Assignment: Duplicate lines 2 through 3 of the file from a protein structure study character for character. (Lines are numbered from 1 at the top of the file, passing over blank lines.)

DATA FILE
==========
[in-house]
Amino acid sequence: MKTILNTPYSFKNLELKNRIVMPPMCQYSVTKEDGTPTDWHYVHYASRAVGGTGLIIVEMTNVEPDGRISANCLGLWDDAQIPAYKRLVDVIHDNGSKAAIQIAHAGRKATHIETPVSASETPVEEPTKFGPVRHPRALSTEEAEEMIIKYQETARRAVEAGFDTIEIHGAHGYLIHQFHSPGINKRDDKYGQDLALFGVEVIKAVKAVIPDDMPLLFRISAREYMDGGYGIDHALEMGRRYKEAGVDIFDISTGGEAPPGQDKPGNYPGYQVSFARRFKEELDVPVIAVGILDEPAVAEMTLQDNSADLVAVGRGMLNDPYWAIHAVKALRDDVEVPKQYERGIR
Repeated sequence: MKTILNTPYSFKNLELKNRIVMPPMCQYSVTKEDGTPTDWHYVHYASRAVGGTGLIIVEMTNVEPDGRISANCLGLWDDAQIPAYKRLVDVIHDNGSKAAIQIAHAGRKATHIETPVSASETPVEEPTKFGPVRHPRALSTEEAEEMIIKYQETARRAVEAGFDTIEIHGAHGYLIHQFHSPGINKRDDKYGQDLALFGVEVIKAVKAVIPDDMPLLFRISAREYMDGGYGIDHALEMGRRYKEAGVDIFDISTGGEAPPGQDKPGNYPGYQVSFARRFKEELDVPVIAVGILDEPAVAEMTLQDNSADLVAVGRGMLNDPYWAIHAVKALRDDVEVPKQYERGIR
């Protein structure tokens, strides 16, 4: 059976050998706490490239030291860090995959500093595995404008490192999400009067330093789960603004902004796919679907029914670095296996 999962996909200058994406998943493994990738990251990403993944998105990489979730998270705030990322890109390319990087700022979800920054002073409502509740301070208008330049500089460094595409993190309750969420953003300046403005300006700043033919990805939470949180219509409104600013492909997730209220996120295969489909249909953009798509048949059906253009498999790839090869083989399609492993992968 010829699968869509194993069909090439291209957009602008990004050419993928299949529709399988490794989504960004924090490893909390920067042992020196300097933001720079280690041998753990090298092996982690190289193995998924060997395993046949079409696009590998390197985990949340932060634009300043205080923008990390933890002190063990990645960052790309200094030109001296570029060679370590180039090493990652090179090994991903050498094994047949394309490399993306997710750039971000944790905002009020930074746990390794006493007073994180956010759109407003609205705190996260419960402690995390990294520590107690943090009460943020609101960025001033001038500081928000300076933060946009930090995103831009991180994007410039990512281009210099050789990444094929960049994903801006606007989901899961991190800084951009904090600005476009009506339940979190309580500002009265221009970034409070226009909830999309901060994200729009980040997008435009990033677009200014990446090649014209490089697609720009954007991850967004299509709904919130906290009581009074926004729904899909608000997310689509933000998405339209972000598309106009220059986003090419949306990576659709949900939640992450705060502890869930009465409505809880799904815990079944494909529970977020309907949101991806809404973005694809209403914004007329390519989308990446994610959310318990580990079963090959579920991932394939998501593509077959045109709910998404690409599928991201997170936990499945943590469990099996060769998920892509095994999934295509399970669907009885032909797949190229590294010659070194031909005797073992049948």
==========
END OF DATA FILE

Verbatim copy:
Amino acid sequence: MKTILNTPYSFKNLELKNRIVMPPMCQYSVTKEDGTPTDWHYVHYASRAVGGTGLIIVEMTNVEPDGRISANCLGLWDDAQIPAYKRLVDVIHDNGSKAAIQIAHAGRKATHIETPVSASETPVEEPTKFGPVRHPRALSTEEAEEMIIKYQETARRAVEAGFDTIEIHGAHGYLIHQFHSPGINKRDDKYGQDLALFGVEVIKAVKAVIPDDMPLLFRISAREYMDGGYGIDHALEMGRRYKEAGVDIFDISTGGEAPPGQDKPGNYPGYQVSFARRFKEELDVPVIAVGILDEPAVAEMTLQDNSADLVAVGRGMLNDPYWAIHAVKALRDDVEVPKQYERGIR
Repeated sequence: MKTILNTPYSFKNLELKNRIVMPPMCQYSVTKEDGTPTDWHYVHYASRAVGGTGLIIVEMTNVEPDGRISANCLGLWDDAQIPAYKRLVDVIHDNGSKAAIQIAHAGRKATHIETPVSASETPVEEPTKFGPVRHPRALSTEEAEEMIIKYQETARRAVEAGFDTIEIHGAHGYLIHQFHSPGINKRDDKYGQDLALFGVEVIKAVKAVIPDDMPLLFRISAREYMDGGYGIDHALEMGRRYKEAGVDIFDISTGGEAPPGQDKPGNYPGYQVSFARRFKEELDVPVIAVGILDEPAVAEMTLQDNSADLVAVGRGMLNDPYWAIHAVKALRDDVEVPKQYERGIR